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BY Jim Cosgrove
VATICAN CITY-Conversion comprises a return to God and liberation from evil, a process which each individual must actively undertake to be saved, Pope John Paul II said.
Included in his Aug. 18 general audience, the catechesis followed previous teachings on heaven, purgatory and hell, and the way to attain eternal happiness.
The Pope noted that the problem of evil is a focus of the final year of preparation for the Great Jubilee Year 2000, as he stipulated in his apostolic letter, Tertio Millennio Adveniente.
Because the Christian sees the “road to conversion as liberation from evil, it is a topic that profoundly touches our experience,” the Holy Father observed. In fact, “the whole of personal and communal history is, to a great extent, a struggle against evil.”
“While the struggle against evil is a significant part of the experience of personal and community life, we know that to overcome sin we must rely on the strength which God gives us in Christ,”'the Pope told pilgrims gathered in the Paul VI Audience Hall.
Scripture emphasizes that conversion means making a sincere return to God as well as being freed from sin, he noted.
“In this process,”'he added, “the sinner recognizes his sin and returns to God, placing his confidence in God's mercy and forgiveness.”
“As Christians, we believe that Jesus Christ has definitively conquered the evil one,”'Pope John Paul said. “However, each one of us must freely accept this victory by undertaking the commitment and continual vigilance which the struggle against sin requires.”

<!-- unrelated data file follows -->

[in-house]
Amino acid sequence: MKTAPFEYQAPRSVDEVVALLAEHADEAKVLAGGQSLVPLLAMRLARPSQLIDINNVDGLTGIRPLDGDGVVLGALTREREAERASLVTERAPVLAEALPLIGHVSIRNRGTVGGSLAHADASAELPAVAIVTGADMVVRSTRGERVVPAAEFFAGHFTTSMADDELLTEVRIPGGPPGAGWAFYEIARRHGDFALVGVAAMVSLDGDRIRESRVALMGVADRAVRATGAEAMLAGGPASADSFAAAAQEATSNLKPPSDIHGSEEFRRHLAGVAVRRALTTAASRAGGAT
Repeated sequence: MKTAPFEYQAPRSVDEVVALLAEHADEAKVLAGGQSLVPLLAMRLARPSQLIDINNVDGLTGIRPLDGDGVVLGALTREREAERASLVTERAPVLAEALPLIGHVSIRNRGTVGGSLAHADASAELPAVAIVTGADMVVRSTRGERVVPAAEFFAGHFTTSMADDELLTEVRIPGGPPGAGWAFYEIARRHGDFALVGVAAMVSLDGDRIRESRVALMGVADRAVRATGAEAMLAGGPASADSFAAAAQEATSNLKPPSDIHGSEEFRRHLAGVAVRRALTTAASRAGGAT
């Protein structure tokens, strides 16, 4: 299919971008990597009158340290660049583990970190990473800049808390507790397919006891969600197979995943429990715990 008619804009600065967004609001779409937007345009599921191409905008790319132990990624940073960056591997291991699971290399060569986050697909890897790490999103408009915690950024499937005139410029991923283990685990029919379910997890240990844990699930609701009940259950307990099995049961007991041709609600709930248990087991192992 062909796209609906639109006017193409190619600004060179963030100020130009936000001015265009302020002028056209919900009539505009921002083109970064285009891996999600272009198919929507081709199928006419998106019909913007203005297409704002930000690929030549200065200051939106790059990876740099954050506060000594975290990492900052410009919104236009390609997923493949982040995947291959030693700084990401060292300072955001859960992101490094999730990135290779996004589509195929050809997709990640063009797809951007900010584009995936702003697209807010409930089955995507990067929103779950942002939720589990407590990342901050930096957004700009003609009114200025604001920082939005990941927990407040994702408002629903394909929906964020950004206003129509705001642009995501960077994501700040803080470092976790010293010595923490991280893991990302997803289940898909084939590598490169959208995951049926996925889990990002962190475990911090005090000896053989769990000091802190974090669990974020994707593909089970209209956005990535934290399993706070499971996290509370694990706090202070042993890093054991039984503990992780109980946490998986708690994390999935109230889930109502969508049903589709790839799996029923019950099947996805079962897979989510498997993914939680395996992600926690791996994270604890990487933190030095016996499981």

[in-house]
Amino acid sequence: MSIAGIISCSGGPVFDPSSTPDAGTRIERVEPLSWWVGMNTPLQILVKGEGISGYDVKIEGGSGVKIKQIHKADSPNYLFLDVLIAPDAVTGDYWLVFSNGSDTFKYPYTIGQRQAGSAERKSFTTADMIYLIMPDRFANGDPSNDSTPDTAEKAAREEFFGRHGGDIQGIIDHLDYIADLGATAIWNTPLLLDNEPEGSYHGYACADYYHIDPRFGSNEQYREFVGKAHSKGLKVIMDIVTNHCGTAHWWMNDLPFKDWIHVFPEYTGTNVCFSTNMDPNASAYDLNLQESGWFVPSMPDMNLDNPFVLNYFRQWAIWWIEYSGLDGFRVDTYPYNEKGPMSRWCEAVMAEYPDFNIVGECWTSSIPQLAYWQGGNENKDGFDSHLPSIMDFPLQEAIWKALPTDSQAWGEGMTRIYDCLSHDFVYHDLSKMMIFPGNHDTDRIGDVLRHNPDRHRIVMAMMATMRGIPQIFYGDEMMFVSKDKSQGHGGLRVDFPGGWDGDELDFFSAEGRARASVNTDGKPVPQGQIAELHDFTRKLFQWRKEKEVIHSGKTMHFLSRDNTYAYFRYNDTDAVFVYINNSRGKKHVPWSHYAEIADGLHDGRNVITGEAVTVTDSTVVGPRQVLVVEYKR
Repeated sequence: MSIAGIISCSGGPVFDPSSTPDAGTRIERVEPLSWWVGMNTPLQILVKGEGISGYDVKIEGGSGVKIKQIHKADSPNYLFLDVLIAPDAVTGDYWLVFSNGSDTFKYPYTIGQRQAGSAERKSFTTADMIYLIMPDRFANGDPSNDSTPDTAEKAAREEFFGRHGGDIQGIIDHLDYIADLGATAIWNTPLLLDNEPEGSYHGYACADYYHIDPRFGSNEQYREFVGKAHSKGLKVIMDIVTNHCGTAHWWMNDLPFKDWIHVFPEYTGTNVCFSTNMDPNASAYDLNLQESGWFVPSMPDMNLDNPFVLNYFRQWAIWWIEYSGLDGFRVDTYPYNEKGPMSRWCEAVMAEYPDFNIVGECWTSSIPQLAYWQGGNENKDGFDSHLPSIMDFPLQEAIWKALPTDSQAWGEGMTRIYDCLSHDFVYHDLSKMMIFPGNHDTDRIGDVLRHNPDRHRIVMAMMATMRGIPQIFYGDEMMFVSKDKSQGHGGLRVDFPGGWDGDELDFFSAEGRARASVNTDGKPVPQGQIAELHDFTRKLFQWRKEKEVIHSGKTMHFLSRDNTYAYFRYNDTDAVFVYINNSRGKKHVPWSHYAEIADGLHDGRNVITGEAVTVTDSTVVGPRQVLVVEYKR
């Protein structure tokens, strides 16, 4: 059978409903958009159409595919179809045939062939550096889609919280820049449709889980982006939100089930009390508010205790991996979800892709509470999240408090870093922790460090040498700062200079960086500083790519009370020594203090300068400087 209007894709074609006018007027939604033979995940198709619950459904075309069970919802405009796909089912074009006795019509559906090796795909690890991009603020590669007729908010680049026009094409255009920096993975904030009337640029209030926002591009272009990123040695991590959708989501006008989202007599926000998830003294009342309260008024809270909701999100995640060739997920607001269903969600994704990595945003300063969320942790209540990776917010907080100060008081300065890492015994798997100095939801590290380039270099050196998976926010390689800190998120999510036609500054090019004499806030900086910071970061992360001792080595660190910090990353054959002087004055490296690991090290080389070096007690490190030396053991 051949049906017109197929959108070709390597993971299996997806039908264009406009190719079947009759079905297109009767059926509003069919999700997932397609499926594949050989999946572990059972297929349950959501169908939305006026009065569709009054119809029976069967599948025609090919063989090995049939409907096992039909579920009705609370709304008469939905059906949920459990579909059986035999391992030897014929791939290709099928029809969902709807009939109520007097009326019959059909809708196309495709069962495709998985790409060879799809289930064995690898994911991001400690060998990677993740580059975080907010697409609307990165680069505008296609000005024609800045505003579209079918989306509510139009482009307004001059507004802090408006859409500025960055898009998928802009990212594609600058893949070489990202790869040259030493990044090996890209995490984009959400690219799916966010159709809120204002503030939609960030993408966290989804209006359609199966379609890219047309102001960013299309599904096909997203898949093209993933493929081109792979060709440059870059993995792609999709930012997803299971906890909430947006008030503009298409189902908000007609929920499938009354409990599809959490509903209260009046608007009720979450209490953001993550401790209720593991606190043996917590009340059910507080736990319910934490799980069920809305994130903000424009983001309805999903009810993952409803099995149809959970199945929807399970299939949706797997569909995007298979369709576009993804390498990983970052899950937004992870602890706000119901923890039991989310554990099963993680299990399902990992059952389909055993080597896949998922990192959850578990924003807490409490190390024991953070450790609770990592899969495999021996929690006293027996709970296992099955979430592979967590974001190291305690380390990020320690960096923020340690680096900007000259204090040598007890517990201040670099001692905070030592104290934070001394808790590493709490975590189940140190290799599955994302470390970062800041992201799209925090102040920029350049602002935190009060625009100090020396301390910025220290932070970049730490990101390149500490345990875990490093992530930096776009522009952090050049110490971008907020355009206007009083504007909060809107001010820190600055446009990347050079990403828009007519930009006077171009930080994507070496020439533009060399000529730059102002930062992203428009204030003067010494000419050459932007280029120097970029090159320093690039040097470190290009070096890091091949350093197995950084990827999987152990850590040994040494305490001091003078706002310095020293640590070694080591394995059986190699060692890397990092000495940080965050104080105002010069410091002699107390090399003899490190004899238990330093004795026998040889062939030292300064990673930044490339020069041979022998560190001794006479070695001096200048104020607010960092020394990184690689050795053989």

Linked to man's freedom, the Pope explained that sin emerges in the interior terrain where “man's conscience, will and sensibility are in contact with dark forces which, according to St. Paul, ‘act in the world until they dominate it.’ Sadly, human beings can become protagonists of perversity, that is, become an evil and perverse generation,”
He said immorality, which arises from evil, provokes suffering that can be alleviated only by overcoming sin.
“We are called to conversion,”'Pope John Paul said, “that is, to return sincerely to God and to free ourselves from evil; these are the two aspects of a single path.”
The Pope added, “only Jesus makes us conscious of evil.”
Pope John Paul pointed out that in St. Matthew's version of the Our Father, the faithful are meant to ask for deliverance “from the evil one” ‘- an “adjective form,”’ the Pope added, “which can indicate a personification of evil.”
“This is provoked in the world by the spiritual being, called the devil or Satan in biblical revelation, who deliberately opposes God,”'he continued.
“Human malignity caused by that which is demonic or which is provoked by its influence,”'the Pope said, is present “even in our time in an alluring form, seducing minds and hearts, in this way causing the loss of the sense of evil and of sin.”